Elementary General Music Educators: Which system do you use to teach rhythm?
The History Behind this Poll:
A couple of weeks ago, I posted this question to the Music Teachers Facebook Group. The reasoning behind this question is because I utilize and am very familiar with the Kodály method of counting rhythms (ta, ti-ti) and the Orff method (words) for my younger grades and being trained as a pianist, clarinetist, flutist, and saxophonist, using the number system (1e+a) is second nature to me. Therefore, I use these three systems daily in my classroom, depending on the grade level and on the students.
When I presented at TMEA this past February, I made sure to attend many elementary music sessions. When it came time to speak rhythm patterns, the teachers were very well-versed in the takadimi rhythm solfege system (ta, ta-di), developed by some of my favorite music theory professors from when I attended Ithaca College back in the 1990’s, Dr. Richard Hoffman, Dr. William Pelto, and Dr. John W. White. I then researched the philosophy behind Takadimi (from http://www.takadimi.net/basics.html, “Takadimi works like solfege, but for rhythm. It assigns a distinct syllable for each attack point within a beat. The beat is always spoken on ta. The division of the beat is always spoken on ta – di in simple meter and ta – ki – da in compound meter.”) and found this method very interesting and impressive. I like how it combines certain factors of Kodály and Gordon.
As I began to reflect on my own teaching and what I learned when I was in elementary to middle to high school, I felt like I came to
a crossroads of how to teach rhythm and I needed to ask other elementary music educators the following question: “Which system do you use to teach rhythm?”
I set up a poll on the Facebook Music Teachers Group with the following options you see to the left. The music educators had the option to write in another method, so “Kodaly but use ti-ki instead of tiri…” and “Kodaly but use tibi instead of tiri…” were added by music educators. I also encouraged elementary music educators to clarify their responses if the poll did not present their options.
I was thrilled to have so many elementary (and some non-elementary) music educators respond. This poll also produced 75 separate responses that ranged from music educators stating that they begin with a Kodaly/Gordon/Orff system in PreK-grade 2/3/4, then change over to the numbers system, to those asking which system was which, to those not realizing that if you click on the poll, all of the options appear (darn iPhones!), to those using a combination of two or more systems at the same time. I also appreciated that Greg DiCristofaro shared the results from his, Daniel Peters, and Michael Klenk’s research titled “Rhythm Syllable Method Preferences.” In their research, which was conducted a couple of weeks before I posted my poll, over half of their participants were band directors and they did not include takadimi or the Eastman Counting System. Therefore, the audience was different than the one I was asking. I appreciated that Greg shared his research as I found it enlightening. I encourage you to read it yourself here.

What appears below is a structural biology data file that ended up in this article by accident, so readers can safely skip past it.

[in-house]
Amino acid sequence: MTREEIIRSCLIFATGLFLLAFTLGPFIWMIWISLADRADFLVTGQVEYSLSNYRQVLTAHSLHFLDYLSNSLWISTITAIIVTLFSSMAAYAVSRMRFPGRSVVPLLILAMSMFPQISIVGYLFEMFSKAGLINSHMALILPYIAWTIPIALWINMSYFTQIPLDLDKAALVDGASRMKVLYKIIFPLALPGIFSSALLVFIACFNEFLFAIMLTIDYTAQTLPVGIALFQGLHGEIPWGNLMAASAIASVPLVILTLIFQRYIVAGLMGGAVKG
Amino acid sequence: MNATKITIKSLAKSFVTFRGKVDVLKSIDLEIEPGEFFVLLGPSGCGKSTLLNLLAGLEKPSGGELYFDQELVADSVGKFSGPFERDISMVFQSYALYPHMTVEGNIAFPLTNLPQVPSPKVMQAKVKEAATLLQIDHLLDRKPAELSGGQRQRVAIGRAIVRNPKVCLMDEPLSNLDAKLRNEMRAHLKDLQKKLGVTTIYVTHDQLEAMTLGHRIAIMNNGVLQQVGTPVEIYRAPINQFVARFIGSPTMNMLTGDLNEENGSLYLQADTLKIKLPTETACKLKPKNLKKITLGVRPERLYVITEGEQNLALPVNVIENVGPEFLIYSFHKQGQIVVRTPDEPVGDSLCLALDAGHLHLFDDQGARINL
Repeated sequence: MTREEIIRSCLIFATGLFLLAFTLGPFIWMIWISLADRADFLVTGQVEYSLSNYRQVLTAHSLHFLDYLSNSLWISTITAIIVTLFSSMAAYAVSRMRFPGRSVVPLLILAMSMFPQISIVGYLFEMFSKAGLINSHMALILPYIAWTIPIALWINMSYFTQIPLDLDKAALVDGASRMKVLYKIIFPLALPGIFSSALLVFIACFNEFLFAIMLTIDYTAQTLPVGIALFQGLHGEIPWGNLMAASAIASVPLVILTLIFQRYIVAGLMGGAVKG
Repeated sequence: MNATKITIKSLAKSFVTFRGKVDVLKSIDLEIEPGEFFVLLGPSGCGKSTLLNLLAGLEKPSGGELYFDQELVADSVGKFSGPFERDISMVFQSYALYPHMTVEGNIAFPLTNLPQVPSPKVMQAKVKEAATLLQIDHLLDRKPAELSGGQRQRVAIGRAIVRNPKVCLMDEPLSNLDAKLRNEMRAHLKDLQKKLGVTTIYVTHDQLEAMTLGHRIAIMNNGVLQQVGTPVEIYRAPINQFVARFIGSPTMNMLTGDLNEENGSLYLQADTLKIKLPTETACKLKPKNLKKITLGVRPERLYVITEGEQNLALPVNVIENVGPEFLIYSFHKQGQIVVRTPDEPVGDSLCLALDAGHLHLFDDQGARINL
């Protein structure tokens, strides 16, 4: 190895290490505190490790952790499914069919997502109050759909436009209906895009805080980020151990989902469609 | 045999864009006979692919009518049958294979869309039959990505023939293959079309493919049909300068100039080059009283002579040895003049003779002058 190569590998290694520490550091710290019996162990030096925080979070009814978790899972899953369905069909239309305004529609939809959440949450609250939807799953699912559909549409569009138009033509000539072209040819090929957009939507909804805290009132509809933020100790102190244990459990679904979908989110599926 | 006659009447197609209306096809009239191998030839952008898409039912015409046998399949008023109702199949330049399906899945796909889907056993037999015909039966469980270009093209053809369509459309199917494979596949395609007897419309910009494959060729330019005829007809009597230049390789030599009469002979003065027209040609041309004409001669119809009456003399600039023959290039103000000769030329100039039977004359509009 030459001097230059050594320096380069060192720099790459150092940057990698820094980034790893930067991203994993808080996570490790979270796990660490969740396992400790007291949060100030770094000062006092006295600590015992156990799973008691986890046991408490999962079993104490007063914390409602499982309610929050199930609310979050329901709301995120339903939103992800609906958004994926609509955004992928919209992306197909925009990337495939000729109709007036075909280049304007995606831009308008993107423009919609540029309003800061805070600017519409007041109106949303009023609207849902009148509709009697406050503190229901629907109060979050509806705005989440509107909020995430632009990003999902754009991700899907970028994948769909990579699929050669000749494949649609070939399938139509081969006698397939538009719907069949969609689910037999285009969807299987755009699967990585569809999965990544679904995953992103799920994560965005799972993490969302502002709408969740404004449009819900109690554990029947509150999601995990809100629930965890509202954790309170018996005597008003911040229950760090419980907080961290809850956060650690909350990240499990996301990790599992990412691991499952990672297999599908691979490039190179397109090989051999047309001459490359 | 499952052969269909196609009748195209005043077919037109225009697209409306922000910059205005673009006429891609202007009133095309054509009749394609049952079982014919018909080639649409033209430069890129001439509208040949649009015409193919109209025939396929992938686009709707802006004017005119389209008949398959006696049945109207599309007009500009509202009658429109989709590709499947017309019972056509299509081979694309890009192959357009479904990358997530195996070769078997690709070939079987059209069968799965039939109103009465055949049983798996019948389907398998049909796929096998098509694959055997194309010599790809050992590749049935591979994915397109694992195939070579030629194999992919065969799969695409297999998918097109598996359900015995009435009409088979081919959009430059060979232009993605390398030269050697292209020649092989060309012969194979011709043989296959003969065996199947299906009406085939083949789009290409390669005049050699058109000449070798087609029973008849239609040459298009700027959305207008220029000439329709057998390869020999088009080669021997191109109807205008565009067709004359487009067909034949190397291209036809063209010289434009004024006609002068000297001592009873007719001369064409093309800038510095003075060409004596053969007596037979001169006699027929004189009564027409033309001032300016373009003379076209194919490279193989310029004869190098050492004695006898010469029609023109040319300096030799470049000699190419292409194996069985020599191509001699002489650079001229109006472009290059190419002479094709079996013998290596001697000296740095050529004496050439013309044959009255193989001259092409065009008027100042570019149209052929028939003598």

Here were the results from my poll:
Kodaly with tiki as 16th notes: 51
Kodaly w/tiki and Orff: 7
Takadimi and Orff: 6
Kodaly w/tibi as 16th notes: 2
41% of the answers resulted in some form of Kodály was being used to teach rhythms to elementary music students. Around 22% were using solely the numbers system and 16% were utilizing the Gordon method. Those were the top three responses. If a person wrote that they used one system and then changed to another system during a certain grade, then I added one point to each system. If they were utilizing two systems at the same time, I made that into its own category. I did try to account for all who took the poll and for those who left comments, however, I knew that it led to some human error with the results.
These results are very similar to pages 13 and 14 of DiCristofaro, Peters, and Klenk’s research where Kodály was the most popular method to use in general music and elementary general music, with numbers and Gordon coming in closely behind Kodály.
Where To Go From Here:
I will continue to think about this as I work in an independent school, so I am not feeding into a district where I can speak to the middle and high school music educators to get their feedback. Our school does have a conservatory that has a nice percentage of the school’s students taking private lessons. I have posed the question to those teachers to ask them how they are teaching rhythms and does it vary with the age group (piano lessons begin at ages 4-5 and go up to ages 13-14). I will dive into this further and come to some answer before our school year begins in September.
Amy M. Burns is an elementary music educator, clinician, author, and musician. She currently works at Far Hills Country Day School in Far Hills, NJ teaching PreK through Grade 3 general music, grade 5 instrumental music, and grades 4-8 instrumental band. She is the author of Technology Integration in the Elementary Music Classroom, Help! I am an Elementary Music Teacher with a SMART Board, and Help! I am an Elementary Music Teacher with One or more iPads! She is also an author for Online Learning Exchange™ Interactive Music powered by Silver Burdett. She has given numerous presentations on integrating technology into the elementary music classroom as well as being a keynote speaker for music technology conferences in Texas, Indiana, St. Maarten, and Australia. She is the recipient of the 2005 TI:ME Teacher of the Year Award, the 2016 NJ Master Music Teacher Award, the 2016 NJ Governor’s Leader in Arts Education Award, and the 2017 Non-Public School Teacher of the Year Award. You can find out more about Amy at her website: amymburns.com